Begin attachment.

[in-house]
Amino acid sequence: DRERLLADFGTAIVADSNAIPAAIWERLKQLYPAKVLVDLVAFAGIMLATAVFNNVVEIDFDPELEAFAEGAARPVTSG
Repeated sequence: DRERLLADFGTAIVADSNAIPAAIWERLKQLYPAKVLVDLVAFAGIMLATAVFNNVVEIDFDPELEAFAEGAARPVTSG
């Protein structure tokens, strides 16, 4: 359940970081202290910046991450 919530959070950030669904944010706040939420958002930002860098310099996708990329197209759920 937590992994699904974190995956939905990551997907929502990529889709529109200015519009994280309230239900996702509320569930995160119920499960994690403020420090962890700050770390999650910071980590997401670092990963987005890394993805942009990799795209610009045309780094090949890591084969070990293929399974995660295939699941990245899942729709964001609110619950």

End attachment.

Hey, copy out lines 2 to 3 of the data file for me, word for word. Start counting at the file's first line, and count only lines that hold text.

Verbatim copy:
Amino acid sequence: DRERLLADFGTAIVADSNAIPAAIWERLKQLYPAKVLVDLVAFAGIMLATAVFNNVVEIDFDPELEAFAEGAARPVTSG
Repeated sequence: DRERLLADFGTAIVADSNAIPAAIWERLKQLYPAKVLVDLVAFAGIMLATAVFNNVVEIDFDPELEAFAEGAARPVTSG